There’s something about me that most people don’t know. It’s not a deep, dark secret, or anything…but, there’s just something that most people wouldn’t exactly expect from me.
I have a theatre background. Yes, I do. I even have an MA degree in Theatre. Acting, directing, lighting design, set design, stagecraft…I’ve done a little bit of everything (with varying levels of expertise). I’m actually a pretty good actor, but I don’t sing nor do I dance. (Amazingly, however, I’ve been in a few musicals.) I admit to being a better Assistant Director than a Director. And I can build a muslin flat or a plywood platform like nobody’s business!
I’m really good with power tools, too. Mmmm…power tools. *ahem*
But I digress.
Considering this, it seems pretty obvious that I would be excited about Melissa Brayden’s debut novel, Waiting in the Wings (Bold Strokes). It tells the story of Jenna McGovern and her journey from recent college graduate to up-and-coming new star to famous leading lady. Jenna is young, talented, and ambitious. Will her ambitions bring her happiness? Or will they drive away the one thing in her life that means the most to her?
So, there were basically 3 things that drew me to this book:
- Well, theatre. I love the theatre. Throw in that this was also about MUSICAL theatre and I’m hooked.
- It’s a romance. Honestly, it’s been a while since I’ve been able to sit down with a bunch of just really good romance novels. When I’m in reading cycles, it’s often because I have to and am under a deadline to get the novels read…and I usually end up reading Suspense/Intrigue. While those also have romance, it’s just not the same.
- The darned thing just won TWO Goldie awards! That has to say “well-written” – and I’m a sucker for a novel that is written well.
The sections of the book that describe the various aspects of putting on a live show were a lot of fun for me. I was able to reminisce about the various theatre venues I’ve worked in – each with their own pros and cons. Brayden does a very nice job of describing the goings-on backstage. She provides just enough detail to keep it interesting not only for readers who are very familiar with what goes into producing a staged show, but also for the reader who may have never seen the back stage. At the same time, she doesn’t get so bogged down in the details that all I wanted to do was skip pages to get to better stuff.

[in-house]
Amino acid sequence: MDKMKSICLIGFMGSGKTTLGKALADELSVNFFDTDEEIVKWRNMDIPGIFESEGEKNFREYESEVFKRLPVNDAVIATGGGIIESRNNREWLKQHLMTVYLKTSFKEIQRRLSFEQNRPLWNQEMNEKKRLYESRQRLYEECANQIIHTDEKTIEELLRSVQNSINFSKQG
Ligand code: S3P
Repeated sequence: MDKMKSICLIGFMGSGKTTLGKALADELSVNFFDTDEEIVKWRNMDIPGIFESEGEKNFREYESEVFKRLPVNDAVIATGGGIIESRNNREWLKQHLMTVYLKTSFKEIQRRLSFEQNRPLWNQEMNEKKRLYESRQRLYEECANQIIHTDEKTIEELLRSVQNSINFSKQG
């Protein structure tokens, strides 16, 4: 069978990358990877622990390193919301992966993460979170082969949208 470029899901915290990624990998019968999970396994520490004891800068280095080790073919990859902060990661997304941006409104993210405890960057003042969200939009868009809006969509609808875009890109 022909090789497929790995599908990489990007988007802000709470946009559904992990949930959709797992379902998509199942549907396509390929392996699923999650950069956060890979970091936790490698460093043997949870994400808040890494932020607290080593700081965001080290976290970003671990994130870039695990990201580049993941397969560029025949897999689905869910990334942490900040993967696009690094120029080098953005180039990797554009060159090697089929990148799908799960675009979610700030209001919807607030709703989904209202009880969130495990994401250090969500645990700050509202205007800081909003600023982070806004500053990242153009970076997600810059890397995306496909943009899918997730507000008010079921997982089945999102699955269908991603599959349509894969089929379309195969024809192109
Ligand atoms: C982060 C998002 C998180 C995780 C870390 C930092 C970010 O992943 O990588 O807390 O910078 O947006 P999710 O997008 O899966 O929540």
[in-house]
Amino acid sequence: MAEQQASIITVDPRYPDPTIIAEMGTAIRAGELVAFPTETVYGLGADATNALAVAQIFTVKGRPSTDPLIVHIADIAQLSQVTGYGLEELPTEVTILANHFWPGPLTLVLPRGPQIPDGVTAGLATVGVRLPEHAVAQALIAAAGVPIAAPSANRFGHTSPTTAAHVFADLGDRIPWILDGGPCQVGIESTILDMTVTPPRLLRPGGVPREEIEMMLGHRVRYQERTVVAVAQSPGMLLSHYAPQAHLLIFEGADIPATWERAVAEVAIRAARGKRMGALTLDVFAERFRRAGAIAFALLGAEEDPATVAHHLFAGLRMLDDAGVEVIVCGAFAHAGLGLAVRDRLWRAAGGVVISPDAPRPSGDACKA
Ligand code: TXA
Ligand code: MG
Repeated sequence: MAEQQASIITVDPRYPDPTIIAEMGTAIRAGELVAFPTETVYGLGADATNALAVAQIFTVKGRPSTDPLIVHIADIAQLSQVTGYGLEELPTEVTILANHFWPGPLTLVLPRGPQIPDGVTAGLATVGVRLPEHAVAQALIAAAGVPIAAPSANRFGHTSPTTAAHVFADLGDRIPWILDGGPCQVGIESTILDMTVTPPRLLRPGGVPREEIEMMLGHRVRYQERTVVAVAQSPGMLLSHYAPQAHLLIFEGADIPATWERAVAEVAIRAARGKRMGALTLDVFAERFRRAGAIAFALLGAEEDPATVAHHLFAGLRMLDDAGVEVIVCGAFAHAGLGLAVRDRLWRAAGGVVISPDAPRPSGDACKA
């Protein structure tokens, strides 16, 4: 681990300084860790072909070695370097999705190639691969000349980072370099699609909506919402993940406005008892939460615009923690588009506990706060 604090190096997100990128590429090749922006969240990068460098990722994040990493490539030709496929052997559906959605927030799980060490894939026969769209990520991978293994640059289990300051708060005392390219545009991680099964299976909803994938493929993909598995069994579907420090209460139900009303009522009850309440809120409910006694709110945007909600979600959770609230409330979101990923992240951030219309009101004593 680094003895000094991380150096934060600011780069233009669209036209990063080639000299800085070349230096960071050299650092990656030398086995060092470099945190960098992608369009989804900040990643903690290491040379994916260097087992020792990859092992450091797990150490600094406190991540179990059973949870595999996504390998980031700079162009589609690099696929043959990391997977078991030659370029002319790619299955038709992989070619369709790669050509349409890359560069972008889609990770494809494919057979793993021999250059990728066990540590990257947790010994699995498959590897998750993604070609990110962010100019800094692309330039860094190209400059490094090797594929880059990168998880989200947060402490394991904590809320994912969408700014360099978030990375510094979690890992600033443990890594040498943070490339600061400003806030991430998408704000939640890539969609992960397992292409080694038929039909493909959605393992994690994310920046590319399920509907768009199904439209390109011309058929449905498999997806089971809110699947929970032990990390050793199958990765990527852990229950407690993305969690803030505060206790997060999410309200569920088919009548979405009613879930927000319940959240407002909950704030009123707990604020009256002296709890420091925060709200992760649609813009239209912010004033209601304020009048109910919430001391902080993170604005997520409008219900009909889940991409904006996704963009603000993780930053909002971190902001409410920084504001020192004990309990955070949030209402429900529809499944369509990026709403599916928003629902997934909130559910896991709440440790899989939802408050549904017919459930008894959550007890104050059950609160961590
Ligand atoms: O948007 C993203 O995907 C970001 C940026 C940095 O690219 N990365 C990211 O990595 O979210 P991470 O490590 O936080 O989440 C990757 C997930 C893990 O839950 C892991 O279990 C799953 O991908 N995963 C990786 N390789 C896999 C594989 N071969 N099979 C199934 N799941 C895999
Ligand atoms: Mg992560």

I love a good romance and this was a good romance. I’ll admit that, at first, I was a bit thrown by the incredibly fast relationship development between Jenna and her beautiful co-star, Adrienne Kenyon. I had that “it’s too good to be true” sort of feeling at first. Sure, being instantly attracted to another person is certainly believable – that’s happened to me before. But I was feeling like things were moving so very quickly. Then I sat back for a moment and thought about it and things fell into place for me. This is a theatre setting. I’ve worked on enough shows and done enough summerstock to know that when people spend nearly all of their time together, friendships form very quickly. Add that instant attraction and, yeah, a romantic relationship can certainly grow out of that in a short period of time. So I was back on track.
What Brayden does next completely settled things for me – Jenna and Adrienne have a sudden and rather dramatic (pardon the pun) breakup. On the one hand, this fits the formula I expected in a romance – the inclusion of conflict. However, the conflict that I expected to come from one direction completely side-swiped me by coming from a different direction. I thought it was telegraphed for me – the struggle of a long distance relationship, the adapting – over time – to the juggling of careers and relationships. But no! Instead, I got the breakup! ARGH!
The second half of the story gave me what I had initially expected – the getting to know each other and gradual building (rebuilding) of a friendship. Jenna and Adrienne are older, more mature. While I wouldn’t say that either is necessarily settled in life, each has a slightly better understanding of what she wants her life to be. That is, until their work once again throws them together. Brayden now begins an emotional roller coaster that lasts through the rest of the book – she’s not afraid to throw more obstacles in Jenna and Adrienne’s way, that’s for sure. I think it’s delicious!
With the exception of some few, minor inconsistencies (which I won’t detail here – that’s how few and minor they are), this was a well-written novel. The Goldies for Debut Author and Traditional Contemporary Romance were very deserved, in my opinion. Waiting in the Wings is a novel that is tightly written – if it’s on the page, it has a purpose in the story. I love the way Brayden writes dialogue. It’s crisp, it’s clean, and it’s witty. Most importantly, it’s believable. Not once did I think, “Who says stuff like that?!”
The story is told entirely from Jenna’s point of view. While Brayden does a nice job of maintaining Jenna’s “voice” throughout the novel, what’s even more impressive is how that voice matures. From the first words to the last words, it’s very clear that Jenna is telling the story. But it’s also very clear that the Jenna on the last page is not the same naive Jenna on the first page. This was very nicely done, I thought.
So, here’s the thing…
If you like the theatre, give this book a read.
If you like romance, give this book a read.
If you like award-winning novels, give this book a read.
Oh, for pity sake! Just read it!